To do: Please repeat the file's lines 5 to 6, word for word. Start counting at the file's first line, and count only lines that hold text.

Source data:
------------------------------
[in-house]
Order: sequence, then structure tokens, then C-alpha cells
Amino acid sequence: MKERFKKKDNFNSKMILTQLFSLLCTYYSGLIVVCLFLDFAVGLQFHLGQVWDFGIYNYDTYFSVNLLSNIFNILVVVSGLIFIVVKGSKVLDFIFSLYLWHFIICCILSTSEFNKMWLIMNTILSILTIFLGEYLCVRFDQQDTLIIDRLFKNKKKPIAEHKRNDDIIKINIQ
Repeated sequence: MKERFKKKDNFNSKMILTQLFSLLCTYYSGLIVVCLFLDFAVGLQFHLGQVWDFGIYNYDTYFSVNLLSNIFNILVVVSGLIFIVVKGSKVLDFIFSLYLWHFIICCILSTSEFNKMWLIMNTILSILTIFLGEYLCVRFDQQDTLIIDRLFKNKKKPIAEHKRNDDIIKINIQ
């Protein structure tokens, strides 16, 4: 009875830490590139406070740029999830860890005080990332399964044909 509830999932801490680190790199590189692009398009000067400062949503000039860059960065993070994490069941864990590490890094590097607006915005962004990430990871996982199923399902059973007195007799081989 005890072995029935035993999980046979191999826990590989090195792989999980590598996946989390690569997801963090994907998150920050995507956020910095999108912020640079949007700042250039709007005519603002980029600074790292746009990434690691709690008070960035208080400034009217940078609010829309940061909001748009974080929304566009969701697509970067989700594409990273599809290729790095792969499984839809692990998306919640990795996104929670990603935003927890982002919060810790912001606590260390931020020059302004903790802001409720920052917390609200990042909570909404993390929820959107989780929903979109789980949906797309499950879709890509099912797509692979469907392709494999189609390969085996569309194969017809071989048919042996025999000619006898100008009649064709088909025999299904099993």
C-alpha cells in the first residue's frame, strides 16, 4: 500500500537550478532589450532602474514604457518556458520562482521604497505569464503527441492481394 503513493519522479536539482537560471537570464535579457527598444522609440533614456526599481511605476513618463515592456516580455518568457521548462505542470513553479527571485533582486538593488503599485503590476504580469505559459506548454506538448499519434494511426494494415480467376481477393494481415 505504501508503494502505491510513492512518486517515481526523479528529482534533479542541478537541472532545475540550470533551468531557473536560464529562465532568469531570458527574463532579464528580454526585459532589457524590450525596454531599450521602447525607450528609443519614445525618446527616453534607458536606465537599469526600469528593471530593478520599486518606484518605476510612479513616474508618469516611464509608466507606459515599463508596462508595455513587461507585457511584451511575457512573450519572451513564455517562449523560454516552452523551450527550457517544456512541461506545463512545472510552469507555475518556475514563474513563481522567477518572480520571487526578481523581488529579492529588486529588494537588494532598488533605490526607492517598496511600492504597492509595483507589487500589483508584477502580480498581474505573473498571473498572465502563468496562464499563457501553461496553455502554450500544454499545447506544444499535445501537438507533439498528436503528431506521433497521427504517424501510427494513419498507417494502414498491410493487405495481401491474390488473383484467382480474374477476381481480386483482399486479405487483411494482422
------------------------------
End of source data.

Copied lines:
């Protein structure tokens, strides 16, 4: 009875830490590139406070740029999830860890005080990332399964044909 509830999932801490680190790199590189692009398009000067400062949503000039860059960065993070994490069941864990590490890094590097607006915005962004990430990871996982199923399902059973007195007799081989 005890072995029935035993999980046979191999826990590989090195792989999980590598996946989390690569997801963090994907998150920050995507956020910095999108912020640079949007700042250039709007005519603002980029600074790292746009990434690691709690008070960035208080400034009217940078609010829309940061909001748009974080929304566009969701697509970067989700594409990273599809290729790095792969499984839809692990998306919640990795996104929670990603935003927890982002919060810790912001606590260390931020020059302004903790802001409720920052917390609200990042909570909404993390929820959107989780929903979109789980949906797309499950879709890509099912797509692979469907392709494999189609390969085996569309194969017809071989048919042996025999000619006898100008009649064709088909025999299904099993």
C-alpha cells in the first residue's frame, strides 16, 4: 500500500537550478532589450532602474514604457518556458520562482521604497505569464503527441492481394 503513493519522479536539482537560471537570464535579457527598444522609440533614456526599481511605476513618463515592456516580455518568457521548462505542470513553479527571485533582486538593488503599485503590476504580469505559459506548454506538448499519434494511426494494415480467376481477393494481415 505504501508503494502505491510513492512518486517515481526523479528529482534533479542541478537541472532545475540550470533551468531557473536560464529562465532568469531570458527574463532579464528580454526585459532589457524590450525596454531599450521602447525607450528609443519614445525618446527616453534607458536606465537599469526600469528593471530593478520599486518606484518605476510612479513616474508618469516611464509608466507606459515599463508596462508595455513587461507585457511584451511575457512573450519572451513564455517562449523560454516552452523551450527550457517544456512541461506545463512545472510552469507555475518556475514563474513563481522567477518572480520571487526578481523581488529579492529588486529588494537588494532598488533605490526607492517598496511600492504597492509595483507589487500589483508584477502580480498581474505573473498571473498572465502563468496562464499563457501553461496553455502554450500544454499545447506544444499535445501537438507533439498528436503528431506521433497521427504517424501510427494513419498507417494502414498491410493487405495481401491474390488473383484467382480474374477476381481480386483482399486479405487483411494482422